Logistics Managers

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About the Job

Plan, direct, or coordinate purchasing, warehousing, distribution, forecasting, customer service, or planning services. Manage logistics personnel and logistics systems and direct daily operations.

It is also Called

  • Air Export Logistics Manager
  • Corporate Logistics Manager
  • Corporate Traffic Manager
  • Customer Logistics Manager
  • Dedicated Logistics Manager
  • Global Logistics Manager
  • Integrated Logistics Programs Director
  • Integrated Logistics Support Manager (ILS Manager)
  • International Logistics Manager
  • Logistics and Planning Manager

What They Do

  • Develop plans or set goals to reduce carbon emissions associated with storage or transport activities.
  • Implement or monitor carbon or environmental management, accounting, or audit systems.
  • Conduct or review environmental audits for logistics activities, such as storage, distribution, or transportation.
  • Recommend purchase of new or improved technology, such as automated systems.
  • Design models for use in evaluating logistics programs or services.
  • Prepare or file environmental certification applications.
  • Review global, national, or regional transportation or logistics reports for ways to improve efficiency or minimize the environmental impact of logistics activities.
  • Train shipping department personnel in roles or responsibilities regarding global logistics strategies.
  • Ensure carrier compliance with company policies or procedures for product transit or delivery.
  • Implement specific customer requirements, such as internal reporting or customized transportation metrics.

Interests

People who work in this occupation generally have the interest code: EC.

This means people who work in this occupation generally have Enterprising interests, but also prefer Conventional environments.

Work Values

People who work in this occupation generally prize Working Conditions, but also value Support and Independence in their jobs.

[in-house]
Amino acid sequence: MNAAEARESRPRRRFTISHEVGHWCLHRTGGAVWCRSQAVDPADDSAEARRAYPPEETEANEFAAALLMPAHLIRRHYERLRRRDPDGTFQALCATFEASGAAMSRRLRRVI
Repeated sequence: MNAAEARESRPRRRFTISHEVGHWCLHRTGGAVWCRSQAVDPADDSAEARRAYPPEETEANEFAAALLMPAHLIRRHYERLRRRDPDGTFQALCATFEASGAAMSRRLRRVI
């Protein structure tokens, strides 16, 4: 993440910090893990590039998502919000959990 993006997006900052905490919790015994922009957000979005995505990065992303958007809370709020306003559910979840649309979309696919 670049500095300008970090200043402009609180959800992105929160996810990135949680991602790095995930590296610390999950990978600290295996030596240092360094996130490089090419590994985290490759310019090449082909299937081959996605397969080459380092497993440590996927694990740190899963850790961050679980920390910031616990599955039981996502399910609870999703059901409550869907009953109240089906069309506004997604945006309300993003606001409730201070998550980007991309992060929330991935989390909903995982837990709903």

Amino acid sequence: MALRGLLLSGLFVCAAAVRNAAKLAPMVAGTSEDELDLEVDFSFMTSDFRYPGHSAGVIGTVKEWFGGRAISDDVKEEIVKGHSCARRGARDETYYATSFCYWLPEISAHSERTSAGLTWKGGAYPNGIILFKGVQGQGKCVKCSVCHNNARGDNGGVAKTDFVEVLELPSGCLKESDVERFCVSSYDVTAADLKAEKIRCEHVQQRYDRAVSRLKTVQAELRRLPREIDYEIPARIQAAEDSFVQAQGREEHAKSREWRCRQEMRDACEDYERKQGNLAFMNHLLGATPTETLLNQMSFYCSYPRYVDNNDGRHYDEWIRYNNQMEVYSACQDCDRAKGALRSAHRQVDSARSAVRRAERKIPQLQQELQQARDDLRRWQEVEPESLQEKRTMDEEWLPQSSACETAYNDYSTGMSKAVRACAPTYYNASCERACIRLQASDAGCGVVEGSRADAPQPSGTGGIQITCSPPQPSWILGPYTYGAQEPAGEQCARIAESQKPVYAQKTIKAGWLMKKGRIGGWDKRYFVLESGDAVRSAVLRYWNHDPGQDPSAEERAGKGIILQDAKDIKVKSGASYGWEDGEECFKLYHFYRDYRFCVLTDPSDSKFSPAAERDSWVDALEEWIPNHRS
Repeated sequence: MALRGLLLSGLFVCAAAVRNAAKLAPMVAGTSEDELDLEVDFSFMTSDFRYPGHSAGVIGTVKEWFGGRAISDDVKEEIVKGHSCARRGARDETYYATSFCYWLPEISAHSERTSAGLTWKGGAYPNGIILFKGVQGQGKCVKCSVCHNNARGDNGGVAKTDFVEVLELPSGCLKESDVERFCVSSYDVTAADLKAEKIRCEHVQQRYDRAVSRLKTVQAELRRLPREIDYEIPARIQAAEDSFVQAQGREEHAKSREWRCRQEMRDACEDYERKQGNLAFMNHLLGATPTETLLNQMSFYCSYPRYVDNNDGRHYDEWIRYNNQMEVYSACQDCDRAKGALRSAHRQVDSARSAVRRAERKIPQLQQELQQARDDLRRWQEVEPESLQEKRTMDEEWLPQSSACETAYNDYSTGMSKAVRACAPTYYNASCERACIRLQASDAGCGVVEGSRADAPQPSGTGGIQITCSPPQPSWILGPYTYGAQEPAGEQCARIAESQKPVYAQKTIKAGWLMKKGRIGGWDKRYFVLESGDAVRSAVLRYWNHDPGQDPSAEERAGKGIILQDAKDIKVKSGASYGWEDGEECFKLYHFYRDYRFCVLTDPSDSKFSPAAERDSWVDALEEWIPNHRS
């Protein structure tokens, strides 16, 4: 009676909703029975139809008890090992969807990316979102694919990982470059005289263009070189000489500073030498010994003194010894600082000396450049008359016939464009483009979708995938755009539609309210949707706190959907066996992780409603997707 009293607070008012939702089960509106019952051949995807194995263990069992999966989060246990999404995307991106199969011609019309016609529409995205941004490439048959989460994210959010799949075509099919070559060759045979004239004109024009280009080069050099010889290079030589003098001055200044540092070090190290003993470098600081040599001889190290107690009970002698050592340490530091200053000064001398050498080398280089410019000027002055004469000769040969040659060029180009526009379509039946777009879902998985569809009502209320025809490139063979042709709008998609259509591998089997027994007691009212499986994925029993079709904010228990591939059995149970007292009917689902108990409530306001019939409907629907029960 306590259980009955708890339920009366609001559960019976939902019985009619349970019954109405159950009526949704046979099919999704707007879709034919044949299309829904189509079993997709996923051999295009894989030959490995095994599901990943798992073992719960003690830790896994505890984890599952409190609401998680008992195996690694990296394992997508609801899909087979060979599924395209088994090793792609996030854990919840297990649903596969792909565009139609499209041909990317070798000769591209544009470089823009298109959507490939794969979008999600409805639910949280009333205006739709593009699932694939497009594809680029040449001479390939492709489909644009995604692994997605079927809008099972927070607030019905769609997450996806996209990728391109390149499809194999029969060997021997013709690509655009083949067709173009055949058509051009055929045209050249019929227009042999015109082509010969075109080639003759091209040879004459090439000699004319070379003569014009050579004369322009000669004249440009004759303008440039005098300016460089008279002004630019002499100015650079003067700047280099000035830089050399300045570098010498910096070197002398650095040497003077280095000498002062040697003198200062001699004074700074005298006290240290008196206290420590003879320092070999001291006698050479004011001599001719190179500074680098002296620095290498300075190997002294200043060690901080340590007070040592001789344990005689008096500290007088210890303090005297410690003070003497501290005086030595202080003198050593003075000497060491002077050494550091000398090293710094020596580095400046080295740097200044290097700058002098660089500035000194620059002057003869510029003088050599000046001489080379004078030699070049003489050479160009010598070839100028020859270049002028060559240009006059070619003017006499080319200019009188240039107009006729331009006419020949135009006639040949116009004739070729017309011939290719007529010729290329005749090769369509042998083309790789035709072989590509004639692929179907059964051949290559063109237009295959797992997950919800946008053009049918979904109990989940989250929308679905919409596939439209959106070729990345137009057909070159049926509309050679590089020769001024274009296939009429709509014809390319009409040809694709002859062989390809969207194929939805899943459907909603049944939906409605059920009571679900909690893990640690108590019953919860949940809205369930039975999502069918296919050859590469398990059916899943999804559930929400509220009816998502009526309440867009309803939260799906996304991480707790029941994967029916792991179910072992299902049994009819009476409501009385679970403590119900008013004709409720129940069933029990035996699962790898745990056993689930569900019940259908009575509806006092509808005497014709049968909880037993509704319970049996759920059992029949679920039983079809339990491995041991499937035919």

Things They Need to Know

  • Transportation - Knowledge of principles and methods for moving people or goods by air, rail, sea, or road, including the relative costs and benefits.
  • Administration and Management - Knowledge of business and management principles involved in strategic planning, resource allocation, human resources modeling, leadership technique, production methods, and coordination of people and resources.
  • English Language - Knowledge of the structure and content of the English language including the meaning and spelling of words, rules of composition, and grammar.
  • Production and Processing - Knowledge of raw materials, production processes, quality control, costs, and other techniques for maximizing the effective manufacture and distribution of goods.
  • Customer and Personal Service - Knowledge of principles and processes for providing customer and personal services. This includes customer needs assessment, meeting quality standards for services, and evaluation of customer satisfaction.

Things They Need to Be Able to Do

  • Time Management - Managing one's own time and the time of others.
  • Active Listening - Giving full attention to what other people are saying, taking time to understand the points being made, asking questions as appropriate, and not interrupting at inappropriate times.
  • Critical Thinking - Using logic and reasoning to identify the strengths and weaknesses of alternative solutions, conclusions or approaches to problems.
  • Complex Problem Solving - Identifying complex problems and reviewing related information to develop and evaluate options and implement solutions.
  • Reading Comprehension - Understanding written sentences and paragraphs in work related documents.
  • Judgment and Decision Making - Considering the relative costs and benefits of potential actions to choose the most appropriate one.
  • Speaking - Talking to others to convey information effectively.

Education Required

Most of these occupations require a four-year bachelor's degree, but some do not.

LMI Region

Wages

In 2012, the average annual wage in New Jersey was $107,110 with most people making between $64,330 and $163,260

Outlook

0.00%
avg. annual growth

During 2008, this occupation employed approximately 4,750 people in New Jersey. It is projected that there will be 4,250 employed in 2018.

This occupation will have about 0 openings due to growth and about 130 replacement openings for approximately 130 total annual openings.